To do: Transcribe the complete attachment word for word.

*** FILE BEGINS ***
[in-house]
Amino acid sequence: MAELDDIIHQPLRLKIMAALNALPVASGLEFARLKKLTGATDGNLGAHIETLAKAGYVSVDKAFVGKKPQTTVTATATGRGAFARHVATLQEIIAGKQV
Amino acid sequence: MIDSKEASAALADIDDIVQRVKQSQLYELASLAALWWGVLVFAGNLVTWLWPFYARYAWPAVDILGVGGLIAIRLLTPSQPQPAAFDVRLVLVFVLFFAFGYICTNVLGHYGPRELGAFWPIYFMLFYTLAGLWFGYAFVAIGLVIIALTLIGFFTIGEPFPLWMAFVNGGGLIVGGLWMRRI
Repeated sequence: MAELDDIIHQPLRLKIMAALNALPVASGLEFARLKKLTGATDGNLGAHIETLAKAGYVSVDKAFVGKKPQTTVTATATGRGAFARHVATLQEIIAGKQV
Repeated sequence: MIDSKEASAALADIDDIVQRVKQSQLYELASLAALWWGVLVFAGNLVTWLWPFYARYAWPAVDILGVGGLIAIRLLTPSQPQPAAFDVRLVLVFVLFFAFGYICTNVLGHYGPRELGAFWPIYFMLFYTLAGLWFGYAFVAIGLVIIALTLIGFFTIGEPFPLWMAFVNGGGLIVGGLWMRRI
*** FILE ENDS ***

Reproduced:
[in-house]
Amino acid sequence: MAELDDIIHQPLRLKIMAALNALPVASGLEFARLKKLTGATDGNLGAHIETLAKAGYVSVDKAFVGKKPQTTVTATATGRGAFARHVATLQEIIAGKQV
Amino acid sequence: MIDSKEASAALADIDDIVQRVKQSQLYELASLAALWWGVLVFAGNLVTWLWPFYARYAWPAVDILGVGGLIAIRLLTPSQPQPAAFDVRLVLVFVLFFAFGYICTNVLGHYGPRELGAFWPIYFMLFYTLAGLWFGYAFVAIGLVIIALTLIGFFTIGEPFPLWMAFVNGGGLIVGGLWMRRI
Repeated sequence: MAELDDIIHQPLRLKIMAALNALPVASGLEFARLKKLTGATDGNLGAHIETLAKAGYVSVDKAFVGKKPQTTVTATATGRGAFARHVATLQEIIAGKQV
Repeated sequence: MIDSKEASAALADIDDIVQRVKQSQLYELASLAALWWGVLVFAGNLVTWLWPFYARYAWPAVDILGVGGLIAIRLLTPSQPQPAAFDVRLVLVFVLFFAFGYICTNVLGHYGPRELGAFWPIYFMLFYTLAGLWFGYAFVAIGLVIIALTLIGFFTIGEPFPLWMAFVNGGGLIVGGLWMRRI